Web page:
Soundtrack for the Film "Space is the Place"
02. Under Different Stars 3:55
03. Discipline 33 3:22
04. Watusa 7:11
05. Calling Planet Earth 3:04
06. I Am The Alter-Destiny 1:08
07. Satellites Are Spinning 2:33
08. Cosmic Forces 3:09
09. Outer Spaceways Incorporated 3:00
10. We Travel The Spaceways 2:28
11. The Overseer 3:04
12. Blackman / Love In Outer Space 16:53
13. Mysterious Crystal 5:53
14. I Am The Brother Of The Wind 5:54
15. We'll Wait For You 4:11
16. Space Is The Place 4:23
Alto Saxophone, Congas, Percussion – Larry Northington
Alto Saxophone, Flute, Bass Clarinet, Percussion – Danny Davis
Alto Saxophone, Flute, Oboe, Bassoon, Kora, Cowbell, Percussion – Marshall Allen
Baritone Saxophone, Percussion – Danny Ray Thompson
Bass Clarinet, Bongos, Percussion – Eloe Omoe
Congas – Ken Moshesh
Drums – Lex Humphries
Piano, Synthesizer [Mini-moog], Organ [Farfisa], Clavinet [Hohner], Keyboards [Rochsichord], Voice [Declamation], Arranged By, Composed By – Sun Ra
Tenor Saxophone, Drums, Percussion, Vocals – John Gilmore
Trumpet – Wayne Harris
Trumpet, Congas, Vibraphone – Kwame Hadi
Vocals, Bells – June Tyson
Film produced by Jim Newman.
All selections were recorded in Oakland, California in 1972, for inclusion in the film Space is the Place.
This music is previously unreleased.
Space Is the Place is the soundtrack to a film that was made but never released, and the tunes are among his most ambitious, unorthodox, and compelling compositions. Between June Tyson's declarative vocals, chants, and dialogue and Ra's crashing, flailing synthesizer and organ fills, and with such songs as "Blackman/Love in Outer Space," "It's After the End of the World," and "I Am the Brother of the Wind," this disc offers aggressive, energized, and uncompromising material. Ra's pianistic forays, phrases, and textures were sometimes dismissed as mere noodling when they were part of a well-constructed multimedia package. This comes as close as any of Ra's releases to being not only a concept work but a blueprint for his live shows from the early '70s until the end of his career. Features some previously unissued cuts.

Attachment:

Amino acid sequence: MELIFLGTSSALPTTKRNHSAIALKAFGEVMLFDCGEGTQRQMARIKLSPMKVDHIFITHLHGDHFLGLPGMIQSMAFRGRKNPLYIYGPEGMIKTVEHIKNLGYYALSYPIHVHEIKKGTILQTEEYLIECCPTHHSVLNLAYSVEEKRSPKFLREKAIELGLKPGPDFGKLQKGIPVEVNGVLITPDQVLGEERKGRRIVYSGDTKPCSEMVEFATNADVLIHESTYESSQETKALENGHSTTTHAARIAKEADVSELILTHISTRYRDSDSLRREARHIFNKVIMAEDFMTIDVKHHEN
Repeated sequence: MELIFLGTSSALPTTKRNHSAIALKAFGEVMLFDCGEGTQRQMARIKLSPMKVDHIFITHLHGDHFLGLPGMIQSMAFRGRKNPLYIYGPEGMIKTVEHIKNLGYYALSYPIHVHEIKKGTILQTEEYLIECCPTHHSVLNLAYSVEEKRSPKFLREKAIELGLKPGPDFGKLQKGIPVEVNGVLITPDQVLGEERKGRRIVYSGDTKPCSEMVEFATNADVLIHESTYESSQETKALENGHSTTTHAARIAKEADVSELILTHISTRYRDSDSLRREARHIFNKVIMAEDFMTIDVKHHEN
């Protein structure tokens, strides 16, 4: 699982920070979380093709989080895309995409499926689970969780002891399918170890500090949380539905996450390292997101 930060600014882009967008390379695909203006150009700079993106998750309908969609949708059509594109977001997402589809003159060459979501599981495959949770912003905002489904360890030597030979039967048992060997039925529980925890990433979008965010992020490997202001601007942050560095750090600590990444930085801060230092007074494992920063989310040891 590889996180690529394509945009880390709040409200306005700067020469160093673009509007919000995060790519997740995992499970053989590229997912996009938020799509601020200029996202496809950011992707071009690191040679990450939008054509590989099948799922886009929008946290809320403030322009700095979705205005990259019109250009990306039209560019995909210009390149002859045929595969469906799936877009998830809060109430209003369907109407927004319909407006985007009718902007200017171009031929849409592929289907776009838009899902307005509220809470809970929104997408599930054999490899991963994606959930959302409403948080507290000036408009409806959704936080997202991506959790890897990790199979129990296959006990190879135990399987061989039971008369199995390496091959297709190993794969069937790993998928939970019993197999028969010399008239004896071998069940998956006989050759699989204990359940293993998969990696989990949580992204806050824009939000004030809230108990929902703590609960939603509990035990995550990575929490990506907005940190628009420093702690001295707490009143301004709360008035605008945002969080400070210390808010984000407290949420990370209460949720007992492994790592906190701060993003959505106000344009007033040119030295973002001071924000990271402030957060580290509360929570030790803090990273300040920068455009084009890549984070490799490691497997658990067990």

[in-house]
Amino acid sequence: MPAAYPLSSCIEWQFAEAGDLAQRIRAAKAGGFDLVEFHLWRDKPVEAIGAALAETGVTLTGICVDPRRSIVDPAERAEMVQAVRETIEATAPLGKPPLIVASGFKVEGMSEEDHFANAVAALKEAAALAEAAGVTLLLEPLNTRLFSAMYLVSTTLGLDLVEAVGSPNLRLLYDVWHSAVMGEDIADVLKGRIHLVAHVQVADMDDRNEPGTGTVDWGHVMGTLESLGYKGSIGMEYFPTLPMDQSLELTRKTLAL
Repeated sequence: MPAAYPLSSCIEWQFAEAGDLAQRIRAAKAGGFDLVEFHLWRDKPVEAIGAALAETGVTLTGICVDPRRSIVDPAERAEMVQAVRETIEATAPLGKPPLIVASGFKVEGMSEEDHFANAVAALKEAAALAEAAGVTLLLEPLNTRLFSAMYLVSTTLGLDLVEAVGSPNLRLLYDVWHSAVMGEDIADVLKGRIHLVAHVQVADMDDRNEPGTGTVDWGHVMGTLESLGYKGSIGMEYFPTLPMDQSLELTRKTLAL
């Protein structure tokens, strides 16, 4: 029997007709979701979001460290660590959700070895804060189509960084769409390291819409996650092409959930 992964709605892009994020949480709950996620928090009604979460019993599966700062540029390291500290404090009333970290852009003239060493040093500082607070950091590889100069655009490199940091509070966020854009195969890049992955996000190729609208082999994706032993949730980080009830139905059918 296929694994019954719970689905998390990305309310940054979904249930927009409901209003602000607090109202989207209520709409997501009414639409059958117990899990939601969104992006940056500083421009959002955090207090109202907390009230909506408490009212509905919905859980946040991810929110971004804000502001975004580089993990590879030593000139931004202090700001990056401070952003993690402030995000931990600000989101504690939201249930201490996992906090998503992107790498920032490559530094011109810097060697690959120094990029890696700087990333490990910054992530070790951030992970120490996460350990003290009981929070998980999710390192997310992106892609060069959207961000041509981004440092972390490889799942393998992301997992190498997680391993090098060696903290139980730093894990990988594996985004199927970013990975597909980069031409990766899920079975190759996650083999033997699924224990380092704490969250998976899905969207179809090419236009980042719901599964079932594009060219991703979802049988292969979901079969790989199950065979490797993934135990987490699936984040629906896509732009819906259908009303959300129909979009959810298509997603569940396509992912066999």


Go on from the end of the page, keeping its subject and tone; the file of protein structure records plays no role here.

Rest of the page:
Some of it is very wild, some pieces feature familiar space chants lead by the terrific June Tyson, others have distant horns with cavernous reverb, still others are heavy percussion workouts, and some are oddball synth pieces. All in all, this encompasses just about everything Sun Ra is about, and provides a perfect snapshot of his most daring and productive period. Highly recommended to adventurous listeners who want to learn more about this giant's music and figure out which way they want to go with it. If I had one tiny complaint, it's that individual players - Tyson aside - aren't given a lot of solo room. Also, I put this on just after listening to Iannis Xenakis' Musique Electro Acoustique and I think that however fringe-y and belittled Sun Ra may be in the popular view, his electro-acoustic music holds up as well or better than the more revered composer's works.